My valley of the shadow of death lasted more than seven years.

At the time, I felt all hope was lost. But looking back I can see that my Savior never left me. Hope never died, dim though it was.

I pray you may one day look back and see that hope has never left you either.

 

 
 
Linda L. Kruschke blogs at Another Fearless Year.

 

Our City of Refuge

Buried in the Old Testament is the idea of the Cities of Refuge.

They speak profoundly to our situation and bring real hope for us who struggle so. Six places of safety were given to protect those who accidentally killed another person— maybe an ax-head flew and hit someone, and they died as a result.

God told Joshua to establish cities of protection where one could be safe from an avenger. There were six of them, three on the east side of the Jordan river, and three on the west. The cities were pretty much covering Israel; each was spread out intentionally so they were always close. That city became a place of asylum for those guilty of manslaughter.

Us as believers, we know that we’ve committed crimes against God and other people. The burden we carry threatens to undo us. Satan (and his minions) want to destroy us—and honestly, we deserve it. We are essential ‘criminals’ who have hurt others and damaged ourselves in the process.

Outside of the city, we’re vulnerable—but inside those walls we find safety.

Those who have killed others are protected. If we venture outside, we find our adversary who is waiting. Scripture tells us that we must stay cloistered there until the current high priest dies. Upon his death, we’re released and may leave the city walls.

For broken believers, the whole concept rings true.

The text speaks for itself, and there is spiritual logic in all of this. We see parallels here that speak to our condition. We’ve messed up big time. We also carry issues that the enemy can attack. Depression, bipolar, trauma, and even thoughts of committing suicide—they can be a real part of our lives.

I must tell you that safety is found in only a place.

Finding God and abiding in him is our place of safety. His walls protect us, Jesus is our high priest, who never dies; that means we need to stay with him, permanently. I like Hebrews 6:18, LB:

“Now all those who flee to him to save them can take new courage when they hear such assurances from God; now they can know without a doubt that he will give them the salvation he has promised them.”

For us especially, we often have problems with the doctrine of assurance of salvation. Our enemy works overtime to accuse us (Rev.12:10). We’re his targets and the lies of many demons assault us. We can, at times, wonder if we’re really saved. We wonder if we are really forgiven, and we doubt our salvation. Satan’s efforts can be constant and crippling.

I encourage you to think this over and pray about this. Numbers 35 is a good place to start. That chapter is pretty clear. Look also at Exodus 21:13-14; Joshua 20:1-6; Deuteronomy 19:2-13.

Trying to Find a Sound Mind

“For God has not given us a spirit of fear, but of power and of love and of a sound mind.

2 Timothy 1:7

I hate to be the one who tells you this, but there will come a time when life doesn’t seem to matter anymore.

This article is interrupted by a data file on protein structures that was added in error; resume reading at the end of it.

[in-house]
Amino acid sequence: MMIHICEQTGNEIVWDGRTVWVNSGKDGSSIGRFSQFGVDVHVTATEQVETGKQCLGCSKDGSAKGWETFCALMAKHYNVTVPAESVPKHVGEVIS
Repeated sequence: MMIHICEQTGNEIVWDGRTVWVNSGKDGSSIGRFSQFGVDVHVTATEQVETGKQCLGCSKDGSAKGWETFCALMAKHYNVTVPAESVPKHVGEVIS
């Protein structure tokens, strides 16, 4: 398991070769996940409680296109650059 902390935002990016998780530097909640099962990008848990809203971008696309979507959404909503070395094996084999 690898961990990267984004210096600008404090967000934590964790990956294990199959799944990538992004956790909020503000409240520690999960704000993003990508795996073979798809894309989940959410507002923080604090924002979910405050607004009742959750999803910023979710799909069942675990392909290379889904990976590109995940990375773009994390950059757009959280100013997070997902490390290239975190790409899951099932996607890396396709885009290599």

When you’re profoundly depressed issues like taking a hot shower and eating something besides top ramen seem impossible. I’m embarrassed to say I once went 34 days with a shower. I laid in bed pretty much unable to function.

I suppose that is the insidious truth about chronic depression, I know it well. God seems far, far away. Life doesn’t matter anymore. I am way beyond ‘salvageable.’ I obviously don’t say it, but I feel like I’m destined for destruction.

Just a word here about Satan’s battle for our souls.

He is evil far beyond human comprehension. His schemes and plots are his attempt to destroy me and to extend his darkness by his attacks.

The devil is already condemned and his power is defeated. Using God’s weapons (Ephesians 6:10-18) we can protect our family and friends. We set free the captive, heal, and preach the gospel to those who can’t see yet. But that war is still demanding and it’s a real challenge at times. Especially for us.

But there is much I can do.

Yes, it’s true–life can seem insurmountable. We must grab the truth that clinical depression kills people. It slowly devours “a sound mind.” It cripples before it takes away your life. There is nothing quite like it; people tell you it will pass, and that you’ll see the sun again. But at the time that seems to be the worst advice ever given.

We need to understand that afflicted souls are special to God.

And that alone truly comforts me. Sometimes it seems like there is an invisible tether that holds from completely dropping off the edge. When I do pray–it is desperate and brief. (More like a quiet scream for help.) There are no frills and no eloquence, but I know I’m being heard by Him who guards my soul.

People for the most part, are of little help. And I admit that my attitude can be less than stellar. “Unless you have been lost in this section of hell yourself, it’s best if you just shut up.” (I don’t really say this mind you, but I’m terribly tempted to.)

There are a few that understand and only a few can speak clearly.

When I was very sick once I woke up to find another pastor praying prostrate on my bedroom floor. He didn’t have to do or say anything else. He was very quiet. He left without saying some ‘pious’ word to me, yet what he did was wonderfully done. God used Him.

“I will trust Him. Whatever, wherever I am, I can never be thrown away. If I am in sickness, my sickness may serve Him; in perplexity, my perplexity may serve Him; if I am in sorrow, my sorrow may serve Him. My sickness, or perplexity, or sorrow may be necessary causes of some great end, which is quite beyond us. He does nothing in vain.”   

John Henry Newman

Speak often with the Lord Jesus, and learn to listen to His voice. I read the Psalms–they give me a spiritual ears so that I can hear Him. I find a voice that can speak to God. Reading the Psalms imparts things that I can’t have any other way.

That “sound mind” promised in 2 Timothy 1:7 needs to be believed. It must become activated by faith. This promise is for us who struggle this way.

After all, we’re the ones who really do need it.